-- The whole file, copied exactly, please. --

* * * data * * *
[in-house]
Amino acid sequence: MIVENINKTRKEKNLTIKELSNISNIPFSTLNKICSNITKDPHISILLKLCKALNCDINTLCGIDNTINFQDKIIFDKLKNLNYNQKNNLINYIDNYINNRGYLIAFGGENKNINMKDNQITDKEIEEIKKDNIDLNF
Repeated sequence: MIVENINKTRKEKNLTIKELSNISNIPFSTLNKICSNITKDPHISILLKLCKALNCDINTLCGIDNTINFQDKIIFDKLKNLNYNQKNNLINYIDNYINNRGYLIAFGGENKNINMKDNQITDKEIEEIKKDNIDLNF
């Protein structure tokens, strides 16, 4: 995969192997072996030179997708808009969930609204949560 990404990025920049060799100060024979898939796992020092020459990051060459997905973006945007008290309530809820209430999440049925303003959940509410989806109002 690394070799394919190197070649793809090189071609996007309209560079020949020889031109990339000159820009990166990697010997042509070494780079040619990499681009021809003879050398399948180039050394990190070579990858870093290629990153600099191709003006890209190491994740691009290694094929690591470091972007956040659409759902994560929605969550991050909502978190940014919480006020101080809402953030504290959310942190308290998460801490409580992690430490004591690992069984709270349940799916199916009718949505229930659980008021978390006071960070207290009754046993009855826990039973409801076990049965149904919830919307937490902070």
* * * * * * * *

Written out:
[in-house]
Amino acid sequence: MIVENINKTRKEKNLTIKELSNISNIPFSTLNKICSNITKDPHISILLKLCKALNCDINTLCGIDNTINFQDKIIFDKLKNLNYNQKNNLINYIDNYINNRGYLIAFGGENKNINMKDNQITDKEIEEIKKDNIDLNF
Repeated sequence: MIVENINKTRKEKNLTIKELSNISNIPFSTLNKICSNITKDPHISILLKLCKALNCDINTLCGIDNTINFQDKIIFDKLKNLNYNQKNNLINYIDNYINNRGYLIAFGGENKNINMKDNQITDKEIEEIKKDNIDLNF
């Protein structure tokens, strides 16, 4: 995969192997072996030179997708808009969930609204949560 990404990025920049060799100060024979898939796992020092020459990051060459997905973006945007008290309530809820209430999440049925303003959940509410989806109002 690394070799394919190197070649793809090189071609996007309209560079020949020889031109990339000159820009990166990697010997042509070494780079040619990499681009021809003879050398399948180039050394990190070579990858870093290629990153600099191709003006890209190491994740691009290694094929690591470091972007956040659409759902994560929605969550991050909502978190940014919480006020101080809402953030504290959310942190308290998460801490409580992690430490004591690992069984709270349940799916199916009718949505229930659980008021978390006071960070207290009754046993009855826990039973409801076990049965149904919830919307937490902070």